Neurology Central

Ischemic stroke in marijuana users is more often caused by stenosis

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Researchers from The University Hospital of Strasbourg (France) have identified that strokes in young people who utilize marijuana are more likely to be caused by stenosis than strokes in non-users. The results of the study were published in the Journal of the American College of Cardiology. Previous studies have found a link between marijuana use and stroke, but the new study is the first to analyze the differences in stroke in users compared to non-users.

The researchers included patients below the age of 45, admitted with ischemic stroke between 2005 and 2014. In total 334 patients were included in the study, 58 of whom were marijuana users.

The research concluded that in marijuana users ischemic stroke was more likely to result from intracranial arterial stenosis, a narrowing of the arteries inside the skull caused by a buildup of plaque. Intracranial arterial stenosis was identified in 45% of the marijuana users, whereas in non-users only 14% had the condition.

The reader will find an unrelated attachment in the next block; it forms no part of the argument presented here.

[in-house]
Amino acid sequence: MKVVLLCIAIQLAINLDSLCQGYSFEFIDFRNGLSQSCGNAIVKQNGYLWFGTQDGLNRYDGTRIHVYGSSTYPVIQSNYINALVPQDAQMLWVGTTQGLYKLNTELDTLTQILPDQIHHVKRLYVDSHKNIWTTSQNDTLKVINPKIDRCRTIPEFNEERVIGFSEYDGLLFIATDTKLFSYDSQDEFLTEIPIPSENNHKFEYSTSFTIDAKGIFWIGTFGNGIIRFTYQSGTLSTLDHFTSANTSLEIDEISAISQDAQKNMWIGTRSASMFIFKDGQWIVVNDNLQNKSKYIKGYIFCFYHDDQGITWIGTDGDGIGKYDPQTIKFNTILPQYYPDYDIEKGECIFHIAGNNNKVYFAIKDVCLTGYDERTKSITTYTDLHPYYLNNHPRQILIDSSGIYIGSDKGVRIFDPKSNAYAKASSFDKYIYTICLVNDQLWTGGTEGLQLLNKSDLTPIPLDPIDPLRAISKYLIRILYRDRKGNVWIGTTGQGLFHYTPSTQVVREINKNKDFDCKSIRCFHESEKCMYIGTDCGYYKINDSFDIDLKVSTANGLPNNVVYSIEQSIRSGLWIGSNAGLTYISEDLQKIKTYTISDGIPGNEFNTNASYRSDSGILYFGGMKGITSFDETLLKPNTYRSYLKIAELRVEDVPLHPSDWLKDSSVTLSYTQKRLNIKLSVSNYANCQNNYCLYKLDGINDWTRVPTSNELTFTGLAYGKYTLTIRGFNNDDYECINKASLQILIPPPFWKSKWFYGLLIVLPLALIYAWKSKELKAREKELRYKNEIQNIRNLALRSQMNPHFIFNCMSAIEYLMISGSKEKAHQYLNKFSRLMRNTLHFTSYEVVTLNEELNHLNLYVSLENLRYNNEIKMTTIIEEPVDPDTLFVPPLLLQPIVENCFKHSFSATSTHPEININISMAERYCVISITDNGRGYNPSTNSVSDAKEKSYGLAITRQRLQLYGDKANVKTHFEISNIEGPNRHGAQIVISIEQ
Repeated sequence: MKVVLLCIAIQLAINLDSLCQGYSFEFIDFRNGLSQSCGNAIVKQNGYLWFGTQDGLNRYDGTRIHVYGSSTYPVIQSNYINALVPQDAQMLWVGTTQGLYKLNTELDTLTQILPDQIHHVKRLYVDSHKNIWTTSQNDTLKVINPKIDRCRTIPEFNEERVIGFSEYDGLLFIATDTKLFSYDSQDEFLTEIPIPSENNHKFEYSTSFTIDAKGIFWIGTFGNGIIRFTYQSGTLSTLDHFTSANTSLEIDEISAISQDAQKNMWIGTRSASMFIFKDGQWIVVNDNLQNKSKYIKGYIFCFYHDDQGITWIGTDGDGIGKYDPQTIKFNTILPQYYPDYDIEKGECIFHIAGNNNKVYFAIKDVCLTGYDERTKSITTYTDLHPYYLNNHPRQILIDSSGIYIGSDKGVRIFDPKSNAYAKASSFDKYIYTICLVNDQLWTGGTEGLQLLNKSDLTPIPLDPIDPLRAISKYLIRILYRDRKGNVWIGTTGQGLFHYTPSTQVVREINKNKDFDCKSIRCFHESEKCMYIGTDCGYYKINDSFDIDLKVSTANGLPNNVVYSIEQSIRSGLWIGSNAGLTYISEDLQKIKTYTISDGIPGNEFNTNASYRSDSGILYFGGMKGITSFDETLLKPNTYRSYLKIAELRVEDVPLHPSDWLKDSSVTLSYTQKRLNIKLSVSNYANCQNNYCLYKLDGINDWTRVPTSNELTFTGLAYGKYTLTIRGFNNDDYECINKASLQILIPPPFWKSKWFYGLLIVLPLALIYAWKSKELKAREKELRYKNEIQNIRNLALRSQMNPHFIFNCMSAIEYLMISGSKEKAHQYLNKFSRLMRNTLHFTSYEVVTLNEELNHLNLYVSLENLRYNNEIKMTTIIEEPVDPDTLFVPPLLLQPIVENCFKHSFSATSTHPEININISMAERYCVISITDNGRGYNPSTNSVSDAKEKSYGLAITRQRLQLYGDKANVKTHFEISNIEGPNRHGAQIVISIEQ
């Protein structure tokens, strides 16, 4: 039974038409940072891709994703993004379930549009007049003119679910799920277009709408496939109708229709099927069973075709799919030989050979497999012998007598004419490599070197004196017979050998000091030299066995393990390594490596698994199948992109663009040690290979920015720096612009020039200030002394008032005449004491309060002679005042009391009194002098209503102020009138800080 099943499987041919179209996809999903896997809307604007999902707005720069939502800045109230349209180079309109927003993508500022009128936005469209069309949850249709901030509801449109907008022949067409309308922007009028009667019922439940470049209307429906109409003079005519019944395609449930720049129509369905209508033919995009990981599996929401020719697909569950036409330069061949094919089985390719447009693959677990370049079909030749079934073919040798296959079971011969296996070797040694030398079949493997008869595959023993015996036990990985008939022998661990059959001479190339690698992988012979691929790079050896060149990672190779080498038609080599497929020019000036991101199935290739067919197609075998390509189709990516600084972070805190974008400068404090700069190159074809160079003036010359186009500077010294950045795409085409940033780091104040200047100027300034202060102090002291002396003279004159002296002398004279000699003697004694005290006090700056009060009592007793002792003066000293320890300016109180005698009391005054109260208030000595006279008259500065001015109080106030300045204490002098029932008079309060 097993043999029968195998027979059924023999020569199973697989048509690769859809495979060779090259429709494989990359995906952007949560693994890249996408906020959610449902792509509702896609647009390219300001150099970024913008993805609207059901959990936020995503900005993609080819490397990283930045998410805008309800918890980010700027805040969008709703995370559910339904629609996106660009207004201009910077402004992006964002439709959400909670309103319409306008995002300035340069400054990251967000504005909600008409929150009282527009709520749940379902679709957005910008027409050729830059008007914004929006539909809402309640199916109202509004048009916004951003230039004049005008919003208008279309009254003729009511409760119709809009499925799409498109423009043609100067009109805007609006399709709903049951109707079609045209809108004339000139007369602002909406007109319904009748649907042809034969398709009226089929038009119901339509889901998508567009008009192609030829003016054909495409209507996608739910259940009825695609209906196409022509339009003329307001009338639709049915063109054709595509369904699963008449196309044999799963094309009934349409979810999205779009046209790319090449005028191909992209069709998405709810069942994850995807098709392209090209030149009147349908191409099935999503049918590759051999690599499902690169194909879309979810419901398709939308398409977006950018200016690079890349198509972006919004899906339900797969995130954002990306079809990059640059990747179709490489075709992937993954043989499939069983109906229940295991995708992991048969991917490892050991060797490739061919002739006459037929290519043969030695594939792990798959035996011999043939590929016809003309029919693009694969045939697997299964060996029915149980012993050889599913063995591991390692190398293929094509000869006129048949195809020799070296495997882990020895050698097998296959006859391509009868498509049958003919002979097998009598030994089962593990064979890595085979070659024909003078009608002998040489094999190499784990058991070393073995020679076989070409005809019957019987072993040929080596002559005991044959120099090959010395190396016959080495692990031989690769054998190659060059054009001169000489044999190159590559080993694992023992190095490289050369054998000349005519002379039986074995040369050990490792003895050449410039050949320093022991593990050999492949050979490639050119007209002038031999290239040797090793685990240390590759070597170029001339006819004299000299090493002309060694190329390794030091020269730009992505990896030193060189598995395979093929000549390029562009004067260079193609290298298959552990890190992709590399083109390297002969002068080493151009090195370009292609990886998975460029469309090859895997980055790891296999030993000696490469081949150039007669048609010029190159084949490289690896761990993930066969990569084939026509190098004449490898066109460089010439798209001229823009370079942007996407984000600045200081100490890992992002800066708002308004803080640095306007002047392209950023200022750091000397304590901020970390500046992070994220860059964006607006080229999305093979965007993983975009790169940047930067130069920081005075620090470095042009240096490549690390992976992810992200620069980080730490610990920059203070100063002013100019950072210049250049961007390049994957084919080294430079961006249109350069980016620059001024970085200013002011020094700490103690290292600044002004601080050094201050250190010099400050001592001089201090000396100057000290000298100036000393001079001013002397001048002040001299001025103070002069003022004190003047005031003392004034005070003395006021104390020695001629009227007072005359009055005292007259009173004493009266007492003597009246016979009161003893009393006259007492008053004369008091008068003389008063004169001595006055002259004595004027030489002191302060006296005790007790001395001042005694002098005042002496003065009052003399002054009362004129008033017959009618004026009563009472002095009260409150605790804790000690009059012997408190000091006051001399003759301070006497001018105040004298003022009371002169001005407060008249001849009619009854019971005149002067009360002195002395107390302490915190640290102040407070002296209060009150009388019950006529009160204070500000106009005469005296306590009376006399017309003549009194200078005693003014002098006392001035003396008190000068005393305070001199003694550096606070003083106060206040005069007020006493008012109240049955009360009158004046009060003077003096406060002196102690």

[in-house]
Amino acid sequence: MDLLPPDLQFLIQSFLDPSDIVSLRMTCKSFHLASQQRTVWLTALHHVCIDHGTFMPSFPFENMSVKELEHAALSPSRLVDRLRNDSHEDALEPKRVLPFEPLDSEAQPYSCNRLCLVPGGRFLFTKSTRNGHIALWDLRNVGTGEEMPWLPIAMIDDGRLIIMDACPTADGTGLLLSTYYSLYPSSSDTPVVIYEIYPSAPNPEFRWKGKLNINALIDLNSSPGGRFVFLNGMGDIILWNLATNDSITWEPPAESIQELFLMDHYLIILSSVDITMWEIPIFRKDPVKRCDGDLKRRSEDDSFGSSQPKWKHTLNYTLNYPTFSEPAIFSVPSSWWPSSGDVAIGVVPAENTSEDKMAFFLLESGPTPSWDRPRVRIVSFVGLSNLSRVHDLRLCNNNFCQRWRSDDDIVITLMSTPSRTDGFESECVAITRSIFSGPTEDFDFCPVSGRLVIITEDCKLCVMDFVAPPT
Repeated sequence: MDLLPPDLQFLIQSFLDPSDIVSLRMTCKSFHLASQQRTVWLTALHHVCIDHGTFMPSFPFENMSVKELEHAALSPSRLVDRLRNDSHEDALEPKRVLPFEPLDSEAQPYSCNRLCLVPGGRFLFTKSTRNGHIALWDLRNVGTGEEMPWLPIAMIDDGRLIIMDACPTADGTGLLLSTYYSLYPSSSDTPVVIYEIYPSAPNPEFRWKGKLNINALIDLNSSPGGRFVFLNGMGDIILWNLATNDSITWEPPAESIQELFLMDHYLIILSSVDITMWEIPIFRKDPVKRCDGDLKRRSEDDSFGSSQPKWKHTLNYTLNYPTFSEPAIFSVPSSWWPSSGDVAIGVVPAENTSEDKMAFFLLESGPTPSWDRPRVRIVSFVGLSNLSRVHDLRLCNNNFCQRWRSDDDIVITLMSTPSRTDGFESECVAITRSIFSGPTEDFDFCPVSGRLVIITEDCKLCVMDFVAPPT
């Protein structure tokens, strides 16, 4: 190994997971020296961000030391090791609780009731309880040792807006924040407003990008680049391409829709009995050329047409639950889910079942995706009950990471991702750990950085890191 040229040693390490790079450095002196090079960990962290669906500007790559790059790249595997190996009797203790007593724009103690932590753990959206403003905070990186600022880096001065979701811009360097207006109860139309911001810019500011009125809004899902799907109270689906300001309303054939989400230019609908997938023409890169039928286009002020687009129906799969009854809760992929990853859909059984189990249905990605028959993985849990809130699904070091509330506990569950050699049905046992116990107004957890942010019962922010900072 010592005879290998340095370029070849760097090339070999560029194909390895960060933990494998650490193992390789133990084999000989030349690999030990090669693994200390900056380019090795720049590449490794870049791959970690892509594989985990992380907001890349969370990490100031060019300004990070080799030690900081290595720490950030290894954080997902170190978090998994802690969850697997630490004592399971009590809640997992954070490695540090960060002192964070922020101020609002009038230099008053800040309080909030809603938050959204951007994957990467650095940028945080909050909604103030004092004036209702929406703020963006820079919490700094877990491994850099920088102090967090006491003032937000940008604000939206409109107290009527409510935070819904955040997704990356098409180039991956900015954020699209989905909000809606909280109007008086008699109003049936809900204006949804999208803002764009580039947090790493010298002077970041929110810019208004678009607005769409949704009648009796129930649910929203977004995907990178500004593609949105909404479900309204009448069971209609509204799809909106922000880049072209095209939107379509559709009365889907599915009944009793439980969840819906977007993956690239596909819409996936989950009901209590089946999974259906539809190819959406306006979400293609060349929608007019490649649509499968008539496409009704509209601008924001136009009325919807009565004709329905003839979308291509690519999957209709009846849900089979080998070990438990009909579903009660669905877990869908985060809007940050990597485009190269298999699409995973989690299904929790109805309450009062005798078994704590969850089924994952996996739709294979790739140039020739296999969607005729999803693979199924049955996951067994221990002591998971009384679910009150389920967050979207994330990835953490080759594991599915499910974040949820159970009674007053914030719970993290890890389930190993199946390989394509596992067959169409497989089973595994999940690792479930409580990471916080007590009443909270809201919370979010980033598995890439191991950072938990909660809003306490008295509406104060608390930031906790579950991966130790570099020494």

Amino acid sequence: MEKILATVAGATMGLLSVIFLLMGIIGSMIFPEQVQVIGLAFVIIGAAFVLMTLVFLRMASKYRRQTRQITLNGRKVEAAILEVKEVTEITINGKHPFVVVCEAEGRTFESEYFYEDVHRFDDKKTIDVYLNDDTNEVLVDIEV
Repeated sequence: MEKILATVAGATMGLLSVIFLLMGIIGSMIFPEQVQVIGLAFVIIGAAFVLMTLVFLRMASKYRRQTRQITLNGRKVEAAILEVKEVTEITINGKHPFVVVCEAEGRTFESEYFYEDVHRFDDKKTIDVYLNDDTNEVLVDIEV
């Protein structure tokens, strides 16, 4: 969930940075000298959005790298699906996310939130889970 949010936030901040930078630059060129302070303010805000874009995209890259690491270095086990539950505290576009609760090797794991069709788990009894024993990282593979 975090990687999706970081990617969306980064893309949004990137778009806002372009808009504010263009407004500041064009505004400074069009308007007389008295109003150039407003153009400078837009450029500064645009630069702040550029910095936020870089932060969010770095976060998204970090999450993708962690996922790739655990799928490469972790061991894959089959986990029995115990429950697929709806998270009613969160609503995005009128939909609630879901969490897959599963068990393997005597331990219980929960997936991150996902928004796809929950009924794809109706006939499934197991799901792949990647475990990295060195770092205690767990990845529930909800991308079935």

On average marijuana users in the study were also younger, more likely to be male, more likely to smoke tobacco and have additional lifestyle risk factors compared to non-users.

Cardioembolism was the most common cause of ischemic stroke in non-marijuana users in the study. The researchers found 14% of strokes in marijuana users compared to 29% of strokes in non-users were caused by cardioembolism.

“Fighting stroke must remain a priority, including in young adults,” commented the authors, led by Valerie Wolff. “The first step may be to inform the public regarding the potential occurrence of stroke associated with cannabis and other lifestyle risk factors.”

Source: American College of Cardiology press release

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